#"Changed Type" = Table.TransformColumnTypes(#"Grouped Rows",{{"Min Order Date", type date}, {"Max Order Date", type date}, {"Min Due Date", type date}, {"Max Due Date", type date}, {"Min Ship Date", type date}, {"Max Ship Date", type date}}),
#"Inserted Earliest" = Table.AddColumn(#"Changed Type", "Min Date", each List.Min({[Min Order Date], [Min Due Date], [Min Ship Date]}), type date),
#"Inserted Latest" = Table.AddColumn(#"Inserted Earliest", "Max Date", each List.Max({[Max Order Date], [Max Due Date], [Max Ship Date]}), type date),
#"Removed Other Columns1" = Table.SelectColumns(#"Inserted Latest",{"Min Date", "Max Date"}),
#"Invoked Custom Function" = Table.AddColumn(#"Removed Other Columns1", "fn_DateTable", each fn_DateTable([Min Date], [Max Date], null)),
fn_DateTable1 = #"Invoked Custom Function"{0}[fn_DateTable],
#"Changed Type1" = Table.TransformColumnTypes(fn_DateTable1,{{"Year", Int64.Type}, {"QuarterOfYear", Int64.Type}, {"MonthOfYear", Int64.Type}, {"DayOfMonth", Int64.Type}, {"DateInt", Int64.Type}, {"DayInWeek", Int64.Type}, {"MonthName", type text}, {"MonthInCalendar", type text}, {"QuarterInCalendar", type text}, {"DayOfWeekName", type text}})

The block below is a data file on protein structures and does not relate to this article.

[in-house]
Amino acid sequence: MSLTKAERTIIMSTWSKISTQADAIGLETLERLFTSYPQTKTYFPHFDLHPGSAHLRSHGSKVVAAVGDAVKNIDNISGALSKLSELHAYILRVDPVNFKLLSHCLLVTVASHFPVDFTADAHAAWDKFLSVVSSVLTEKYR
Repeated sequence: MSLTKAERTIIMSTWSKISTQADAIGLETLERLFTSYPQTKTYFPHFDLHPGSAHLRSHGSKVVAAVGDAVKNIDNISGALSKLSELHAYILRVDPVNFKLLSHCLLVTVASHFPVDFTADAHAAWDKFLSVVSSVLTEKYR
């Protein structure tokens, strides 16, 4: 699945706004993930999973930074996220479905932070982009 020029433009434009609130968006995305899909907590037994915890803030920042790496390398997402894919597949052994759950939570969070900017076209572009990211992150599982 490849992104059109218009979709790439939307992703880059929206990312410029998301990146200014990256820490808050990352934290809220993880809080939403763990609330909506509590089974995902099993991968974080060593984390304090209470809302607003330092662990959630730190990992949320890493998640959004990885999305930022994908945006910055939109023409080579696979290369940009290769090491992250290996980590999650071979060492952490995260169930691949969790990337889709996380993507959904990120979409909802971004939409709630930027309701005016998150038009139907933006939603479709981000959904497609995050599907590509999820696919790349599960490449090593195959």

in
#"Changed Type1"

 

Most of the complexity in this approach is in the work required to get min and max values from three columns in a single table. The topic of the post – calling a custom function inside a dataflow entity definition – is trivial.

When we’re done, the list of entities only shows Order and Date, because these are the only two queries that are being loaded into the dataflow’s CDM folder storage. But the definition of the Date query includes the use of a custom function, which allows us to have rich and possibly complex functionality included in the dataflow code, and referenced by one or more entities as necessary.


[1] I was inspired to write this post when I saw this idea on ideas.powerbi.com. If this capability is obscure enough to get its own feature request and over a dozen votes, it probably justifies a blog post.

[2] And the same code, copied and pasted, like real developers do.

Dataflows in Power BI: Overview Part 8 – Using an Organizational Azure Data Lake Resource

One key aspect of Power BI dataflows is that they store their data in CDM folders in Azure Data Lake Storage gen2.[1] When a dataflow is refreshed, the queries that define the dataflow entities are executed, and their results are stored in the underlying CDM folders in the data lake storage that’s managed by the Power BI service.

By default the Power BI service hides the details of the underlying storage. Only the Power BI service can write to the CDM folders, and only the Power BI service can read from them.

NARRATOR:

But Matthew knew that there are other options beyond the default…